ORIGINAL RESEARCH—PATHOPHYSIOLOGY: Bicycle Riding and Erectile Dysfunction: An Increase in Interest (and Concern)
Article first published online: 19 JUL 2005
The Journal of Sexual Medicine
Volume 2, Issue 5, pages 596–604, September 2005
How to Cite
Huang, V., Munarriz, R. and Goldstein, I. (2005), ORIGINAL RESEARCH—PATHOPHYSIOLOGY: Bicycle Riding and Erectile Dysfunction: An Increase in Interest (and Concern). Journal of Sexual Medicine, 2: 596–604. doi: 10.1111/j.1743-6109.2005.00099.x
- Issue published online: 19 JUL 2005
- Article first published online: 19 JUL 2005
- Erectile Dysfunction;
- Penile Numbness
Introduction. From 1999 to 2004, there had been 21 publications from multiple medical specialties (sexual medicine, urology, neurology, cardiology, biomedical engineering, sports medicine, emergency medicine, and officials from the National Institute for Safety and Occupational Health) investigating the relationship between bicycle riding and erectile dysfunction (ED). In the previous 18 years, there have been 14 such studies.
Aim. The primary aim was to summarize accumulating data on the safety of bicycle riding based on medical evidence categorized by levels of evidence, including case reports, observational studies, case control studies, mechanistic studies, and population-based epidemiologic investigations. The secondary aim was to address the concerns of bicyclists and propose measures to minimize the risk of ED associated with bicycle riding.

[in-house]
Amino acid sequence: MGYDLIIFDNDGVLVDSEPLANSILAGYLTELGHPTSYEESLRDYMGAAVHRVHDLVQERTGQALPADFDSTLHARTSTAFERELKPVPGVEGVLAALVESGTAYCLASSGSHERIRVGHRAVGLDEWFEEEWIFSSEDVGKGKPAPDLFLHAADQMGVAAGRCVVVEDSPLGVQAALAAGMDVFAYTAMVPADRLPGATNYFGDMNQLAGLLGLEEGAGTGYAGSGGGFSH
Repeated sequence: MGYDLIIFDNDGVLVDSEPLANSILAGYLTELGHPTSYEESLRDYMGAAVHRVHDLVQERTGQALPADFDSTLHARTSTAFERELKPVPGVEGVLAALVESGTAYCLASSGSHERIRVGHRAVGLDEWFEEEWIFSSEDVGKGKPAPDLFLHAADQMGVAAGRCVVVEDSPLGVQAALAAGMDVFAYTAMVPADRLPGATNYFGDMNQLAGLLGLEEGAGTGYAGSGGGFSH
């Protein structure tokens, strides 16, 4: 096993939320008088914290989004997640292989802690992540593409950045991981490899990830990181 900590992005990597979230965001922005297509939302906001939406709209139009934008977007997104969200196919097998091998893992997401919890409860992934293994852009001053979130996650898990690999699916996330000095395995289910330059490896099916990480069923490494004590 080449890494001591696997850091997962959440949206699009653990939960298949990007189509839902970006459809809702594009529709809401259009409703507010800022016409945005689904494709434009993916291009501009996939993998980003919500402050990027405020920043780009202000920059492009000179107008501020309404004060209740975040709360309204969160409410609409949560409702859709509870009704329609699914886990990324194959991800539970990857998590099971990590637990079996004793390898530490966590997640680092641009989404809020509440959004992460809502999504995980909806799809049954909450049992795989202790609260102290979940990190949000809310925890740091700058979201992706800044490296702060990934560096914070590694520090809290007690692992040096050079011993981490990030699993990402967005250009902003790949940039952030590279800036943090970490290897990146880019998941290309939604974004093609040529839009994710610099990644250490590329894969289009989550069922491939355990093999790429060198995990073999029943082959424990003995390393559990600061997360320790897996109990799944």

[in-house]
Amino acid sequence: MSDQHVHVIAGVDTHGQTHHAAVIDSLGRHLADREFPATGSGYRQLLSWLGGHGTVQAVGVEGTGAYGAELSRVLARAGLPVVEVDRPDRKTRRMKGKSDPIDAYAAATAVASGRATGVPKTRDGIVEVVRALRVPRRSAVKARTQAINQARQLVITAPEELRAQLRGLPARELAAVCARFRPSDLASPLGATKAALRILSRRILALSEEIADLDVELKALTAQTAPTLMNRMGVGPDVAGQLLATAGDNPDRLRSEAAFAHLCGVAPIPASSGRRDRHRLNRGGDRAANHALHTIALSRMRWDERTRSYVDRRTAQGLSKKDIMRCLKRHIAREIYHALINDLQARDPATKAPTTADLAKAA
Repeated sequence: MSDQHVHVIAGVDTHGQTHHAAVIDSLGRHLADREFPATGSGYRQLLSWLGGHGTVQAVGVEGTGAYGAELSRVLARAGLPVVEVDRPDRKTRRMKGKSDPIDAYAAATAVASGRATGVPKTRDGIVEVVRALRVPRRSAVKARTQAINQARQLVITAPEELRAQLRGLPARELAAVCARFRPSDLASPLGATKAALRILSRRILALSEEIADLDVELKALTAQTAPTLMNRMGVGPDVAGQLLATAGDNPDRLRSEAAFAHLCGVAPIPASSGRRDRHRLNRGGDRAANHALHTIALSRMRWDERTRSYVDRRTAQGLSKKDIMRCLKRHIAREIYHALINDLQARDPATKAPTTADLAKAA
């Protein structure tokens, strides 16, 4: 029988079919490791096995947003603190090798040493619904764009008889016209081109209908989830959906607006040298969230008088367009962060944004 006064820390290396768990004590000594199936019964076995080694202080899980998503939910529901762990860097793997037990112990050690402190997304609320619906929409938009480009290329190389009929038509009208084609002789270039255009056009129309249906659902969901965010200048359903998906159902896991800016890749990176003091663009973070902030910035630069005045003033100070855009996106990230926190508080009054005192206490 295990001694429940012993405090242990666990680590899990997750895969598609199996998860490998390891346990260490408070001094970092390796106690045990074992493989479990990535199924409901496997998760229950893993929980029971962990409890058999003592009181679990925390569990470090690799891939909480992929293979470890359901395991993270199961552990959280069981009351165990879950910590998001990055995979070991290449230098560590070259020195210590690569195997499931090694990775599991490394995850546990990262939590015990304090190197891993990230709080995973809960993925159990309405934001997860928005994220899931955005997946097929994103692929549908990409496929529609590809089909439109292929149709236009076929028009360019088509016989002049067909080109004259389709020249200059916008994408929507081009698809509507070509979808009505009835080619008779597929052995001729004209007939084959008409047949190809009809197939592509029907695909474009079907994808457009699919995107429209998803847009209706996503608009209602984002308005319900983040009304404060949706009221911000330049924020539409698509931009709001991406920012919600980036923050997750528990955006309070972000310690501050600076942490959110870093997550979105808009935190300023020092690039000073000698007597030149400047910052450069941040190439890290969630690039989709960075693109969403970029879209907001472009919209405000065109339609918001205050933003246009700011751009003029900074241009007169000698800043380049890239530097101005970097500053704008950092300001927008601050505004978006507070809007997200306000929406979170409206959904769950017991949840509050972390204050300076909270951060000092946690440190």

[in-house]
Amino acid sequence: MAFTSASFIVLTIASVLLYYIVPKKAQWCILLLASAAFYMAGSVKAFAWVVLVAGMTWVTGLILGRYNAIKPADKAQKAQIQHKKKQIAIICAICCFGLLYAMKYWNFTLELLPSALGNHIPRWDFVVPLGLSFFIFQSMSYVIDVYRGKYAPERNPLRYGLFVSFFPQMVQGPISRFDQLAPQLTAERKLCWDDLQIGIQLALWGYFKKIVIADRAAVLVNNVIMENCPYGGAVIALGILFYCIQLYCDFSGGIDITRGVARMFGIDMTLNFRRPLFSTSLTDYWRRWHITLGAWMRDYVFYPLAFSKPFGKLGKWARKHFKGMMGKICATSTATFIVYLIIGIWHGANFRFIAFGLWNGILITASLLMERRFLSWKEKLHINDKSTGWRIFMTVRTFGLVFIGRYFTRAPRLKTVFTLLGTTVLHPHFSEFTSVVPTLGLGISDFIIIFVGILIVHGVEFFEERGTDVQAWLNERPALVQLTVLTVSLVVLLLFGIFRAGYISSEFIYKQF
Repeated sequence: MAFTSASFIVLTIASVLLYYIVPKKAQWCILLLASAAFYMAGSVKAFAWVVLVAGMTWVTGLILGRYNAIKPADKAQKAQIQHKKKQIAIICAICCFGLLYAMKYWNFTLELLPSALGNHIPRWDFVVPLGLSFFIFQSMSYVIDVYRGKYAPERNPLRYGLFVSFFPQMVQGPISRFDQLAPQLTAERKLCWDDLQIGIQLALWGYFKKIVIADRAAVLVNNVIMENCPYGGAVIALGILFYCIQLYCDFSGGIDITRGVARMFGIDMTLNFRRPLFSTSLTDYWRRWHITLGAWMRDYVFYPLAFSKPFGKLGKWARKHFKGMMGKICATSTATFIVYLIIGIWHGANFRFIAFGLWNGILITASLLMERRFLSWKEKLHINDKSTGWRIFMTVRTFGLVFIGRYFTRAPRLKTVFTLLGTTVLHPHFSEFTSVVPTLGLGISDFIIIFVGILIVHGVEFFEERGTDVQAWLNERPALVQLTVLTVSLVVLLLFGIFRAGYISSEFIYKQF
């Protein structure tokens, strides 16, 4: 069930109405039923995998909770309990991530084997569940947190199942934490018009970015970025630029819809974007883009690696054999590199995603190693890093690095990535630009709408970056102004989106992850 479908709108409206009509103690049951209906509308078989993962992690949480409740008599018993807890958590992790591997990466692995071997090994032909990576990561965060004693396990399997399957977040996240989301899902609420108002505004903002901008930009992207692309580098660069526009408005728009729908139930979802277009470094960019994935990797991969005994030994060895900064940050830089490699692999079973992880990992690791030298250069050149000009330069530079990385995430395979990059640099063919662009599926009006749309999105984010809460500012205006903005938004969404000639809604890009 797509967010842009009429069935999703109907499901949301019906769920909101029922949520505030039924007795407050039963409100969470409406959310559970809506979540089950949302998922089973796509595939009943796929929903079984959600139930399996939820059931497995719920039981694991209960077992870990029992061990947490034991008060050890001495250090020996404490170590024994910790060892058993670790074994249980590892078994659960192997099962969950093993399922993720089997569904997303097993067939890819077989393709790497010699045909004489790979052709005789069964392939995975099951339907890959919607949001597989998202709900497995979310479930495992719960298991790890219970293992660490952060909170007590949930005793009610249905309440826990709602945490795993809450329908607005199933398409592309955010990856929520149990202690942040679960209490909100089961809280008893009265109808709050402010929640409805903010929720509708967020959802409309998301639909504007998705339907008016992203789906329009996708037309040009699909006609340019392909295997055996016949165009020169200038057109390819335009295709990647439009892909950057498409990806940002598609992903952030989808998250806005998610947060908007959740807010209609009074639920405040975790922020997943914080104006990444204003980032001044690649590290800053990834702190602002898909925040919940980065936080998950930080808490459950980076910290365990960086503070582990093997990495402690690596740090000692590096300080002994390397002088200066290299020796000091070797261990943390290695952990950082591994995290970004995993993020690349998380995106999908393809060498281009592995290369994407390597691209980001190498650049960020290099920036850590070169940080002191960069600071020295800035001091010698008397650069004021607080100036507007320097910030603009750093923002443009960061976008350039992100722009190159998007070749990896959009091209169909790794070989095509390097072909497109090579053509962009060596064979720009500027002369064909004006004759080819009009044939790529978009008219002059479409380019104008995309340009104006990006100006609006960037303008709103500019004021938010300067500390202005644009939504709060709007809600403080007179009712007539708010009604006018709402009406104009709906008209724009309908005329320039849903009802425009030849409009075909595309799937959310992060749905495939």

Methods. An English-language medical literature review was made of publications in peer review journals from 1981 to 2004, including published abstract presentations at major medical meetings.
Main Outcome Measure. Ranked published epidemiologic data on bicycle riding and ED.
Results. Bicycle riding more than 3 hours per week was an independent relative risk (RR = 1.72) for moderate to severe ED. In case control studies, the prevalence of moderate to severe ED in bicyclists was 4.2% and 4% vs. age-matched runners 1.1% (P ≤ 0.018) and swimmers 2% (P = 0.05), respectively. Therefore, bicycle riders should take precautionary measures to minimize the risk of ED associated with bicycle riding: change the bicycle saddle with a protruding nose to a noseless seat, change the posture to a more upright/reclining position, change the material of the saddle (GEL), and tilt the saddle/seat downwards.
Conclusions. The mechanism is hypothetically related to the rider interaction with the bicycle saddle at the perineum–saddle interface. Straddling bicycle saddles with a nose extension is associated with suprasystolic perineal compression pressures, temporarily occluding penile perfusion and potentially inducing endothelial injury and vasculogenic ED. Huang V, Munarriz R, and Goldstein I. Bicycle riding and erectile dysfunction: An increase in interest (and concern). J Sex Med 2005;2:596–604.